South Georgia Island
South Georgia Island is the largest island in the South Georgia and the South Sandwich Islands group. A mecca for wildlife photographers, ecologists and documentary makers like Sir David Attenborough a visit to South Georgia Island will likely be one of your greatest travel experiences.
South Georgia and the South Sandwich Islands
South Georgia Island is, by far, the largest island in the South Georgia and the South Sandwich Islands group, a British Overseas Territory in the southern Atlantic Ocean.
At 165 kilometers (i.e., 103 miles) long and 35 kilometers (i.e., 22 miles) wide South Georgia Island is a formidable landscape displaying a harsh and dramatic beauty.
There are a number of smaller islands just off the coast of South Georgia Island including the following:
Some of these islands are also visited by tour groups.
The even colder and more remote South Sandwich Islands are around 1,000 kilometers further south.
The Population of South Georgia Island
The population on South Georgia is non permanent, varying from around sixteen people during the winter months up to thirty or more during the summer months.
However, with wildlife a major drawcard, several thousand tourists now visit South Georgia Island every year.
Photography Opportunities on South Georgia Island
I've only visited South Georgia Island once, but very much hope to return. The landscapes are dramatic and the quantity and diversity of wildlife is mind blowing.
In addition to the dramatic landscape you’ll be somewhat overcome by significant populations of southern fur seals, elephant seals and King penguins on the island.
Penguins on South Georgia Island
In addition to large colonies of King penguins there are said to be three million breeding pairs of macaroni penguins, that being the largest population in the world.
If you love wildlife South Georgia Island offers a wide range of photographic opportunities. Other wildlife, accessible to group tours on south georgian islands includes the following:
Prions, Shags and Skuas
Gulls and Terns
Whaling and the harvesting of large numbers of seals took place for over one hundred years on South Georgia Island.
The historically important sites at Stromness and Grytviken Whaling stations provide a valuable insight into early human settlement and a warning of how badly human kind have managed natural resources on the otherwise pristine South Georgia Island.
Visiting these sites will be educational and will also add variety to your photography adventures on the island.
How To Get To South Georgia Island
All you have to do is find your way to this isolated, barren and largely inhospitable group of islands in the South Atlantic Ocean.
That's almost certainly going to be as part of a tour group. The trick then is to join the right one. For example, the one that I co-ran.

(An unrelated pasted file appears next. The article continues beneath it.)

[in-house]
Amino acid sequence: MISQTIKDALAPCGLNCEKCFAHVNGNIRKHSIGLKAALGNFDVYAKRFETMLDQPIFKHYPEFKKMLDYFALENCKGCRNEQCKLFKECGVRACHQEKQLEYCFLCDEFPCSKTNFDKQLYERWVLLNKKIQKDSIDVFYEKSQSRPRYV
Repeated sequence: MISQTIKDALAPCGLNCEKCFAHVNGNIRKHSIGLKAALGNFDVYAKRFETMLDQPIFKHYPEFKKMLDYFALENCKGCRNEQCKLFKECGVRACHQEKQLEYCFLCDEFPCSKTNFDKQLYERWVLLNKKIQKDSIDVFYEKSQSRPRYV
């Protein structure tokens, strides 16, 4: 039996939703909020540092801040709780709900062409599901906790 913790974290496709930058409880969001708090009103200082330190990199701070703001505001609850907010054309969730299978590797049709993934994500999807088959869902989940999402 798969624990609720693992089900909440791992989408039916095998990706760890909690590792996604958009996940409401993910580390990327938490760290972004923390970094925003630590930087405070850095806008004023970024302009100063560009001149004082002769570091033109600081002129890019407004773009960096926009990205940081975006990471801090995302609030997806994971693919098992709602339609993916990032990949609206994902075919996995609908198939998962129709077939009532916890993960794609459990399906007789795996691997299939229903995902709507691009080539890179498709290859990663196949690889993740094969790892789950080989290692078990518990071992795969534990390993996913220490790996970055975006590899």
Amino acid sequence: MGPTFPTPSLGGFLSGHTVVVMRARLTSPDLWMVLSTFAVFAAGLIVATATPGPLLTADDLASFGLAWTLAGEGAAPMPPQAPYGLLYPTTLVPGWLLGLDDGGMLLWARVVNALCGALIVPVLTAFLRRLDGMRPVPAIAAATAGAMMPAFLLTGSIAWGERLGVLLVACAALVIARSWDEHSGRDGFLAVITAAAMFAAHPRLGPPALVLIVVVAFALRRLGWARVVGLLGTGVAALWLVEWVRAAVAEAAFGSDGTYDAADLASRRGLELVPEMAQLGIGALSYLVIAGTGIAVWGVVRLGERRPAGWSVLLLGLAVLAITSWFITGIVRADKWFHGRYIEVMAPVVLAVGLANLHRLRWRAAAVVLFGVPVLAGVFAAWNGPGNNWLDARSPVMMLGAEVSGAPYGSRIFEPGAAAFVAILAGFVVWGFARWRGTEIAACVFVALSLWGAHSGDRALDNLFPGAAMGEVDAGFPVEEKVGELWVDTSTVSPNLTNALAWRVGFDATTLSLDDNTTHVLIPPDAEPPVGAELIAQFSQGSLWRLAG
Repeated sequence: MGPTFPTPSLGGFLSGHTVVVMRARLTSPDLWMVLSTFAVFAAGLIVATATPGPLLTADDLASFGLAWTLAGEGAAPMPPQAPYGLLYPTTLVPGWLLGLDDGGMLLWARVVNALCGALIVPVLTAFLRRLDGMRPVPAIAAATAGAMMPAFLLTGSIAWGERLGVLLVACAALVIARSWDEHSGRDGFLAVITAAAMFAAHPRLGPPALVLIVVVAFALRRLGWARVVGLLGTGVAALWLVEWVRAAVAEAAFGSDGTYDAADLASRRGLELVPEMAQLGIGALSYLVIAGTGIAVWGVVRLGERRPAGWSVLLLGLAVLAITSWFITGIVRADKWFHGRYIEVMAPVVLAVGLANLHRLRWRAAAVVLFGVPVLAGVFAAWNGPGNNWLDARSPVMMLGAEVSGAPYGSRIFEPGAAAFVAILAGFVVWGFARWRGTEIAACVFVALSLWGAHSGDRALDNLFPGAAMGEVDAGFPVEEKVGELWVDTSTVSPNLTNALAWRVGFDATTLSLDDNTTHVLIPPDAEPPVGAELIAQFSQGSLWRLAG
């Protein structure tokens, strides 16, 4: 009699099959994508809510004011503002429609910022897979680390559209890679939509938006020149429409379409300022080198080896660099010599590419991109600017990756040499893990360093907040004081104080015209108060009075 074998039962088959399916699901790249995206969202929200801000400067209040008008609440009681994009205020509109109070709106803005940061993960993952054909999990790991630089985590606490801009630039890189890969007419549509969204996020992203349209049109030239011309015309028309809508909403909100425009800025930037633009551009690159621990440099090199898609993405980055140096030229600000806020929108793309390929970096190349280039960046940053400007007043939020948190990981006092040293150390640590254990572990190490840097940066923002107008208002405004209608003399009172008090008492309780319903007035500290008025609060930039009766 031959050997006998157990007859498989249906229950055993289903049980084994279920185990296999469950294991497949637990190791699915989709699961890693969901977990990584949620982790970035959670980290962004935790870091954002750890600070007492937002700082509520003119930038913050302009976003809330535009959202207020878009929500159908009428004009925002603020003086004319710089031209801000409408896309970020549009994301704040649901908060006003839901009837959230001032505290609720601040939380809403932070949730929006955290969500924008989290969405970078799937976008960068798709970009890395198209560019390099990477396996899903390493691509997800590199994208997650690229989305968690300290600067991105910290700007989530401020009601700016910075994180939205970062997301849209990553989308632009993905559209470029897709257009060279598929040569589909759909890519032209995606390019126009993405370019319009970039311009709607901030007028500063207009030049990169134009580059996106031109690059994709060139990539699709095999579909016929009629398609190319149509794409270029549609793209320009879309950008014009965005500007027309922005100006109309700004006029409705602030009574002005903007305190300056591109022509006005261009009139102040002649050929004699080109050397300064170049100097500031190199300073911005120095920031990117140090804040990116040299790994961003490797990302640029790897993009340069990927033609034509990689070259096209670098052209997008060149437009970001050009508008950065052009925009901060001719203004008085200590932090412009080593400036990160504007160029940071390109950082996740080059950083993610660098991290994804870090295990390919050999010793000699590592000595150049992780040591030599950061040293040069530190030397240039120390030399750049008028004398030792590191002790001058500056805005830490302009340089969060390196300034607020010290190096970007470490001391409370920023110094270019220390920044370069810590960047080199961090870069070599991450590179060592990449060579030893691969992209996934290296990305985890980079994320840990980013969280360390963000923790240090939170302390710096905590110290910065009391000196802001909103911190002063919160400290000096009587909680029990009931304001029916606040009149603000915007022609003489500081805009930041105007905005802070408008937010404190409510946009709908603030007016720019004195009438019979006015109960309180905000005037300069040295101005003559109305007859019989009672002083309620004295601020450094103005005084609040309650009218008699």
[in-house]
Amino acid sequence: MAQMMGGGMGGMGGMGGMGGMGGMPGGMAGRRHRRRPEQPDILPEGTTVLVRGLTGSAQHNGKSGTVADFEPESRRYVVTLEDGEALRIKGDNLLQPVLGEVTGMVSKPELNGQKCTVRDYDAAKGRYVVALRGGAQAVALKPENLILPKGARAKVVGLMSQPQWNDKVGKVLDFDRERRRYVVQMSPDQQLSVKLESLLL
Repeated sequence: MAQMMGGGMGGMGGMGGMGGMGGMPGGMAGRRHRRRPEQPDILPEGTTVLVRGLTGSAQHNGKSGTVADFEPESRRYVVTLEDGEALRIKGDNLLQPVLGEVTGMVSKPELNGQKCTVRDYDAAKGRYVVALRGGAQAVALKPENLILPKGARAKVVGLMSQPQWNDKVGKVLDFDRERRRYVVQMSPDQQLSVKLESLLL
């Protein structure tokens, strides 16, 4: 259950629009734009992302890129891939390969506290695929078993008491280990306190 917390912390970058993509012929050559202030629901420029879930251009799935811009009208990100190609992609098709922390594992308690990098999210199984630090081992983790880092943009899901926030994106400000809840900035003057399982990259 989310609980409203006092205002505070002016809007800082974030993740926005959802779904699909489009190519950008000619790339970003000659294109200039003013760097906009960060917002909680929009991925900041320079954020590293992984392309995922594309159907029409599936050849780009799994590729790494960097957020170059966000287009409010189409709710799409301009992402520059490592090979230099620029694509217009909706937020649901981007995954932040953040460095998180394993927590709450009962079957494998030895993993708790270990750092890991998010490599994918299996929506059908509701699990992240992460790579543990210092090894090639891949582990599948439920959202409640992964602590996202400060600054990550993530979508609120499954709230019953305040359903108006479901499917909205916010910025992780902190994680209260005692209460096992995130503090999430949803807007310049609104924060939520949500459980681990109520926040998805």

Hopefully I’II get to run another photography tour that includes the magnificent South Georgia Island in the not too distant future.
South Georgia Heritage Trust
It’s said that rats, introduced accidentally onto the island, are responsible for the loss of tens of millions of ground-nesting bird eggs and chicks over the years.
The good news is that a rodent eradication program, the largest of its kind in the world, has now resolved this terrible problem. Great thanks to the South Georgia Heritage Trust for their work in this area.
Hiking on South Georgia Island
Here’s a photo made on a relatively short walk between the atmospheric Salisbury Plain and the Grace Glacier on South Georgia Island.
I love how the low lying cloud seems to hover over the mountain tops.
Zodiac Landings on South Georgia Island
Our numerous shore excursions were made from zodiacs. This particular landing required me passing through the gauntlet as I made my way through a bunch of feisty seals.
I can remember facing down the harassment to make the short jaunt back to shoreline easier for my customers. But, being the last one to head off back to the zodiacs, I had no such support.
And those pesky seals made the most of it.
Once offshore I was able to make a few last photos of elephant seals and, just meters away, this abstract image made on the fly from the zodiac.
I love the momentary patterns formed on the water by the motion of the zodiac. Immediately after I made the photo those patterns were gone.
The transience associated with experiencing such a moment is powerful. Likewise, to be able to preserve that experience, a moment in time, through photography is at the heart of my own creative journey.
If you’re thinking about a trip to Antarctica I most certainly recommend you consider an itinerary that includes South Georgia Island.
Despite a history based around whaling and seal hunting South Georgia Island is now a haven for wildlife and, other than a few dozen non-permanent workers and scientists, the only people you’re likely to see there will be folks from your own tour group.
And exploring the spectacular south georgian islands, as part of a tour group full of like-minded photographers, is a great way to spend your day.
I can’t wait till I return. Perhaps we’ll travel there together.